Tamil Nadu

Alamparai Fort set to rise from the ruins after more than 350 years

The Alamparai Fort was once a thriving port and mint of the Muslim and French rulers

The Alamparai Fort was once a thriving port and mint of the Muslim and French rulers   | Photo Credit: SPECIALARRANGEMENT

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Department of Archaeology has begun restoration work on the structure

After lying derelict for over 350 years, the Alamparai Fort, which was once a thriving port and mint of the Muslim and French rulers, is set to regain its majesty, as the Department of Archaeology has begun restoration work.

The funding for the conservation and restoration project has come from the Asian Development Bank, which has allotted ₹8.02 crore for the initiative.

The work is on in full swing and is expected to be completed in seven months.

“The restoration will not only resurrect the ancient fort, but also attract tourists,” a senior official of the Archaeology Department said.

Situated along the Chennai-Puducherry East Coast Road in Madurantakam taluk of Kancheepuram district, the 15-acre brick and lime square structure was built by the Muslim rulers in the 17th century AD.

It was under the control of Nawab Dost Ali Khan in 1735, and was gifted to French Governor Joseph François Dupleix in 1750.

“Coins were minted after the French received the fort, and the Alamparai varahan is equal to ₹3,” the official said. Important commodities like salt, cloth and ghee were exported from Alamparai, which is situated close to the Marakkanam port.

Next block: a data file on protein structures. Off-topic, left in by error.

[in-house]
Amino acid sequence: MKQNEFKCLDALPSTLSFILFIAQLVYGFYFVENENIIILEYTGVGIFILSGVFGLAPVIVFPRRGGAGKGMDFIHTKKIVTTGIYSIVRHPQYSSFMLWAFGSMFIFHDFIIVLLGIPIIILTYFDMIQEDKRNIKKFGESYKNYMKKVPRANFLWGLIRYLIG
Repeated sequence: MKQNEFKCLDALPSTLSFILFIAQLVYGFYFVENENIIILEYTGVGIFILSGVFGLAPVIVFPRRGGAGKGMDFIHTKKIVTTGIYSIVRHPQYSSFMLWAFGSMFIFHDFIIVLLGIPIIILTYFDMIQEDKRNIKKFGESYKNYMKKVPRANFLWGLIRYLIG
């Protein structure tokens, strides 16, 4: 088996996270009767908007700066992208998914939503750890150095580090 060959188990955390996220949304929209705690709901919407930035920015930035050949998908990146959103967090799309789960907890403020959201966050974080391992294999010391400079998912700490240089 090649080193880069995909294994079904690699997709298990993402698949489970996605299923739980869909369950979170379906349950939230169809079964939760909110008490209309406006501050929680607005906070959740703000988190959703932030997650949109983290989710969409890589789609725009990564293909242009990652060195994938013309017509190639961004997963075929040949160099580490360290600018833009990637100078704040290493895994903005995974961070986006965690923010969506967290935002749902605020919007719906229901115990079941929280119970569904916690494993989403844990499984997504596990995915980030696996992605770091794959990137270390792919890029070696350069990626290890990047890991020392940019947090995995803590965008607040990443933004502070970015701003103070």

Alamparai, a flourishing place of trade and commerce, fell into oblivion when the British, led by Sir Thomas Eyre Coote, captured the fort in 1760 and inflicted damage on it.

Neglect and sea erosion took a further toll on the structure.

“It has survived thus far because of the quality construction material that was used at that time. The walls, with a 1.2-metre width, weathered the ravages of the time,” said a senior official, explaining that the restoration work will involve mending, reconstruction, grouting and underpinning.

Special bricks procured from Karnataka are being used for brick stitching in the worn out portions of the fortress wall. Mortar made of unslaked lime from Kazhugumalai, mixed with sand, gallnut and jaggery, is used for construction and pasting. A special mortar and pestle has been installed to make the paste.

Traditional restoration

“We will reconstruct wherever restoration is impossible, following the traditional method. Existing cracks will be sealed with grout. Foundations will be strengthened where necessary by pouring concrete through the gunning method,” the official said.

Two retired officials of the Archaeological Survey of India (ASI) are monitoring the restoration work to ensure that it strictly adheres to established standards.

“We are also creating facilities like toilets, parking lots and drinking water dispensaries on-site for the benefit of tourists,” the Archaeology Department official said.

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Printable version | Jan 21, 2020 8:25:15 PM | https://www.thehindu.com/news/national/tamil-nadu/alamparai-fort-set-to-rise-from-the-ruins-after-more-than-350-years/article30563893.ece

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